The best way to figure out the width of the cut you need to make is to measure the thickness of the shelf or other structure that you will be inserting into the dado cut. BUT DO NOT take this as the last measurement, make the test cut, try our the fit and work from there. Using a tape measure, will, in most cases not be sufficient enough to get the fit you will need, You will need a more precise measuring instrument. Selecting a dado set can be agony for many woodworkers. There are many to choose from of varying qualities and with different features ... here are some of the things to look for ...
I often hear woodworkers say something like "I always buy good quality 60 tooth blades", or something to that effect. When I hear things like that I know that they really don't know how to select blades for the table saw, radial arm saw, sliding mitre or chop saw, because arbitrarily selecting a 60 tooth blade could in fact be the worst choice they could make, depending on what they are cutting.
Cutting Natural Woods - There are only 2 blades you need if you are working with natural wood, a ripping blade and a cross cut blade. That's it - 2 blades. Ripping blades are used on table saws to cut along the grain of the wood. These blades will have fewer teeth ususally between 20 and 30 with 24 being the most common in 10 inch diameter blades. The other feature on ripping blades will be large gullets (the deep space between the teeth), these are used to clear out the long fibers of the wood as the saw blade moves through the wood. Cross Cutting Blades are used on table saws, sliding mitres, chop saws and radial arm saws and are often 60 to 80 teeth in a 10 inch diameter blades. The reason a cross cut blade can get away with more teeth is because cutting across the grain doesn't require moving much wood fibre out of the way so the blade can do a better job.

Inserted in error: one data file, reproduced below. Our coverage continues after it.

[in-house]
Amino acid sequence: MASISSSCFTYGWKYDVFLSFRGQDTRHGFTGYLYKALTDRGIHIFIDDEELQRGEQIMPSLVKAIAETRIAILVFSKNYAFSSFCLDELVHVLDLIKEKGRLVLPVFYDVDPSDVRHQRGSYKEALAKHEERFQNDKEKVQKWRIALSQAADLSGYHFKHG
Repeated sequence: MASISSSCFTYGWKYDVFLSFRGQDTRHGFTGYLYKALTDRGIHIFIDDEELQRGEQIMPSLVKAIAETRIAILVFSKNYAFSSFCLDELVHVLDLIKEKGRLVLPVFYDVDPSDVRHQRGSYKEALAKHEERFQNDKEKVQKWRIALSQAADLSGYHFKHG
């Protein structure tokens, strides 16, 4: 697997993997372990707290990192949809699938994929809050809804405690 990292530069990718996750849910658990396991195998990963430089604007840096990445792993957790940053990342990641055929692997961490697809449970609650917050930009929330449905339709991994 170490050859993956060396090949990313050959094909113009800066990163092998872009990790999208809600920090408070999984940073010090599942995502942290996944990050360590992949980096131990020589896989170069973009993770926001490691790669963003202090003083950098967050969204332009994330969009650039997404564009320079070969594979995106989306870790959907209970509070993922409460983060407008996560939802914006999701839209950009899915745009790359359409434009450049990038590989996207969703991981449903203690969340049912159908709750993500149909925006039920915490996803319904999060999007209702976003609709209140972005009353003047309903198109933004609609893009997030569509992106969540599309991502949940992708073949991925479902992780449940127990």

Of course with all so-called rules there is always an exception and with natural woods the exception is Combination or General Purpose blades. These blades are designed to rip and cross cut, and they do a pretty good job of both but they still cannot rip as good as a dedicated ripping blade and they don't cross cut quite as good as a dedicated cross cut blade. If you have a budget and can only purchase one blade, or if you are constantly ripping and cross cutting, get yourself an excellent combination blade. Freud had recently introduced a new multi-purpose blade that gives extraordinary results ... especially for a general purpose blade. It's called ther Freud Premier Fusion and uses a special tooth design employed by Freud. It's a bit of an expensive blade compared to others, but when you see the results that are obtainable from a general purpose blade, you will see why - they are extraordinary.
Cutting man-made woods like plywood, hardboard, Medium Density Fibre Board (MDF) Particle Board and chip boards, all require a different types of blade, depending on the materials.